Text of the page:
David Fincher's bruising, darkly comic "Gone Girl" gets so much of its punch from Trent Reznor and Atticus Ross. The composers crafted a musical accompaniment for Fincher's latest film that the director himself has compared to spa music. "I was listening to that calming, placating music and thought, 'We need to tap into this,'" Fincher told The Wall Street Journal. "The movie is about the facade of the good neighbor, the good Christian, the good wife."
The result is a score of ambient strings, muted horns and electronic whizzes and purrs. It's both unsettling and comforting, a warped creation that stands as one of the best scores of 2014. It's also just a good record.
"With music for film, I'm consciously trying to remind myself that it's not about my ego, it's about how the piece of music works with this picture," Reznor told HuffPost Entertainment. "But when we finish, because of the way we compose -- where we start with chunks of music and extract from that what goes in the picture -- we spend as much time as we can trying to make it an album that would become a primary listening experience. With this, it's too early for me to tell. I think we achieved it, but I was the most worried about it because the score is starting from a place where I didn't know if you'd get it out of context. We are aiming for it to be a great album on its own."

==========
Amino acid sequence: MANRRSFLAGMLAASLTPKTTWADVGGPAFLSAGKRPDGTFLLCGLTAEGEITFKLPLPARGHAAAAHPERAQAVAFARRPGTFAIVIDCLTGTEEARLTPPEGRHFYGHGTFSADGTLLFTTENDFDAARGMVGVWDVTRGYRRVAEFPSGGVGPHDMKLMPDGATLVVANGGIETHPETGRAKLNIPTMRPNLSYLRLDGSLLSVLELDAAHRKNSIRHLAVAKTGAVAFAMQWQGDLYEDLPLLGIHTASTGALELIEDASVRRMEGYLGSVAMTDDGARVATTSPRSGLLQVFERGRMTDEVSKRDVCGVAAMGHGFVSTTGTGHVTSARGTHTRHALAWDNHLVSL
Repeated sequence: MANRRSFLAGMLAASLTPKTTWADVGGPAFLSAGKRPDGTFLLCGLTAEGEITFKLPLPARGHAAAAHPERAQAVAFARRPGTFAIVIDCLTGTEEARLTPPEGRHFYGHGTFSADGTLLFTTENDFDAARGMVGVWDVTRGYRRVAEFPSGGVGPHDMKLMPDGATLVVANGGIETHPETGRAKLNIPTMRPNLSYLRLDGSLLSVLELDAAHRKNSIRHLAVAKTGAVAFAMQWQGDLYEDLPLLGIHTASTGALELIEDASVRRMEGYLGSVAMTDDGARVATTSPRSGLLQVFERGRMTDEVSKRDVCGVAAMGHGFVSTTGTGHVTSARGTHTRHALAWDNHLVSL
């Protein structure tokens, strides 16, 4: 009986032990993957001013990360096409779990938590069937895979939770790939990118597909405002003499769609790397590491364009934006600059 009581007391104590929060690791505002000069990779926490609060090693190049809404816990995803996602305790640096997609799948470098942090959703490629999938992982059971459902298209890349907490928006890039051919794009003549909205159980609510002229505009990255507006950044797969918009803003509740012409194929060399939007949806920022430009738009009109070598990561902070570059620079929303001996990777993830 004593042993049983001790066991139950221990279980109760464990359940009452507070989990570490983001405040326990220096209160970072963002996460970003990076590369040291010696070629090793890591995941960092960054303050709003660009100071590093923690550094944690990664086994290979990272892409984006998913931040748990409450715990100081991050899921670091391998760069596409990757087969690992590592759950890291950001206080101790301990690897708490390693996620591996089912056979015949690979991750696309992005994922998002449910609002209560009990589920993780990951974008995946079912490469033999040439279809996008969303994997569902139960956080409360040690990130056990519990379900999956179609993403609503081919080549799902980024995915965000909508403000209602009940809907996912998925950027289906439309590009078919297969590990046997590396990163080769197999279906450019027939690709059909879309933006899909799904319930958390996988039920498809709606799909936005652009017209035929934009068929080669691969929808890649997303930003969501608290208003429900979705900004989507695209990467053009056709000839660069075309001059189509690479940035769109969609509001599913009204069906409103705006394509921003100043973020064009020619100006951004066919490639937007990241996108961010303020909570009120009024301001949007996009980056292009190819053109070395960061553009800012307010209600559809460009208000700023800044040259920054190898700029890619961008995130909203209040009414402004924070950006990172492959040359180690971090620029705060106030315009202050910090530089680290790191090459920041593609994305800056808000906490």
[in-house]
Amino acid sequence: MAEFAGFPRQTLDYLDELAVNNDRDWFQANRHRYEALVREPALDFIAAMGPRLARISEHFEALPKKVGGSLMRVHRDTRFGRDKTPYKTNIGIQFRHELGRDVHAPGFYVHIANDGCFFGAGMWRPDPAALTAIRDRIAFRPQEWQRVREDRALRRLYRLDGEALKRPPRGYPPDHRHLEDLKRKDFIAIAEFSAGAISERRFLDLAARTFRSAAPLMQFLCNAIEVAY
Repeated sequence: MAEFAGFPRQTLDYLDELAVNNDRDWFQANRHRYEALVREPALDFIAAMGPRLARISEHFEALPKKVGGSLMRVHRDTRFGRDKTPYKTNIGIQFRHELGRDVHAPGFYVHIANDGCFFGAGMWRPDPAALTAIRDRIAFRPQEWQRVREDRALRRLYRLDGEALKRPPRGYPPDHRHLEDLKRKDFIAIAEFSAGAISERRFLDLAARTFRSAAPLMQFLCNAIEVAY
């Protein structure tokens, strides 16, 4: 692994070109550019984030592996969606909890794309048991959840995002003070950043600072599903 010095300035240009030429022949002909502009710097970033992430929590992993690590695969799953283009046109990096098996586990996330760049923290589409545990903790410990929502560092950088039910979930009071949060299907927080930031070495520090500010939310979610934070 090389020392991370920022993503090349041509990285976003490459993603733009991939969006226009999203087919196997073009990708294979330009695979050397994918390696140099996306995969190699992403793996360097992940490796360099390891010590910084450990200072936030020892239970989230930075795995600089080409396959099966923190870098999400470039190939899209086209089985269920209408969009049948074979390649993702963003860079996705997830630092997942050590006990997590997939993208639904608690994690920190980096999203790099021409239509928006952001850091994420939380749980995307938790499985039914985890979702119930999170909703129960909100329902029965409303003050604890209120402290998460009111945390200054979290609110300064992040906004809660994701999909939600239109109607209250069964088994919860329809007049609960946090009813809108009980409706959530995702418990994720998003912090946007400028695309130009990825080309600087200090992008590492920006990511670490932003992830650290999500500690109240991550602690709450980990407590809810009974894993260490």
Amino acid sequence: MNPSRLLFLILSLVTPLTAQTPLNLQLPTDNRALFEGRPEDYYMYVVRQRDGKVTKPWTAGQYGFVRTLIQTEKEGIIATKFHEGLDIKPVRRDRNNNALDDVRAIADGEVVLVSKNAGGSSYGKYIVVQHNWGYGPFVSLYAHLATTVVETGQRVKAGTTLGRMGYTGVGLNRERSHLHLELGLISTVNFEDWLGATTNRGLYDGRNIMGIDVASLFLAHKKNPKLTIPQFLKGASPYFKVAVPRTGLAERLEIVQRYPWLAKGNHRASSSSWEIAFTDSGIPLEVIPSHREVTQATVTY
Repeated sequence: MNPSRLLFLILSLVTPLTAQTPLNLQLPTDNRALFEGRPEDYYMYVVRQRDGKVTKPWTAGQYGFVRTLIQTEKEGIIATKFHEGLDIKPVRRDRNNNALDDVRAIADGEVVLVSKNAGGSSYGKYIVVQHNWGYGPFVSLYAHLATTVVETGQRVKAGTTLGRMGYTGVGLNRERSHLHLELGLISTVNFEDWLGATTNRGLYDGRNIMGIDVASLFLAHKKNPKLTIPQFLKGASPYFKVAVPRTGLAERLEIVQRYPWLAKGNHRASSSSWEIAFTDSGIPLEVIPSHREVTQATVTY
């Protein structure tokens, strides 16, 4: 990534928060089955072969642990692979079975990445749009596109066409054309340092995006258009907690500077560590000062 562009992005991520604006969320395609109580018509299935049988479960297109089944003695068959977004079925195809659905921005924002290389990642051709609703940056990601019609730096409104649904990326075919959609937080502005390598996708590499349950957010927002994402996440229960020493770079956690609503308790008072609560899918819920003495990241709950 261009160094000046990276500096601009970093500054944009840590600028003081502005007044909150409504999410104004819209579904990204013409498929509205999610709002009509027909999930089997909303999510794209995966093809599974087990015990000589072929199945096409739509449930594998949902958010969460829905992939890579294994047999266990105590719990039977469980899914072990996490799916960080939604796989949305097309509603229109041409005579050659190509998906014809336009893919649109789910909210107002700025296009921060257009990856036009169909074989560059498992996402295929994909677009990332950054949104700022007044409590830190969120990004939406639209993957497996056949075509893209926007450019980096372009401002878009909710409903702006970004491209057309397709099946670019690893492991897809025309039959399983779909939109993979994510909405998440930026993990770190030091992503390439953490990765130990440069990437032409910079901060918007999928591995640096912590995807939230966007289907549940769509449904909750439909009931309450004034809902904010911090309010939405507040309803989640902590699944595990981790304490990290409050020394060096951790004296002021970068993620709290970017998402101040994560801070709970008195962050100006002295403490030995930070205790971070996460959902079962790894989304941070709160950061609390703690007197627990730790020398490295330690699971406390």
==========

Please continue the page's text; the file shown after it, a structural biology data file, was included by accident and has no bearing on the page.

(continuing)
Based on Gillian Flynn's runaway best-seller, and written for the screen by the author herself, "Gone Girl" is about Nick and Amy Dunne (Ben Affleck and Rosamund Pike), a married couple in constant battle for relationship superiority until Amy goes missing on their fifth wedding anniversary. The film cuts between idyllic flashbacks of the couple's salad days, provided by Amy's diary entries, and of the waking nightmare that is Nick's present. Like the movie, Reznor and Ross' "Gone Girl" score is filled with misdirection: it's playing one thing but revealing quite another.
"One of the mechanisms we had to deal with on this, was with her diary entries. When she's telling her alternate version, maybe, of what happened," Reznor said. "We had to frame it in a way that has this 'everything's perfect' feel. It should feel incongruous with that she's missing and possibly dead."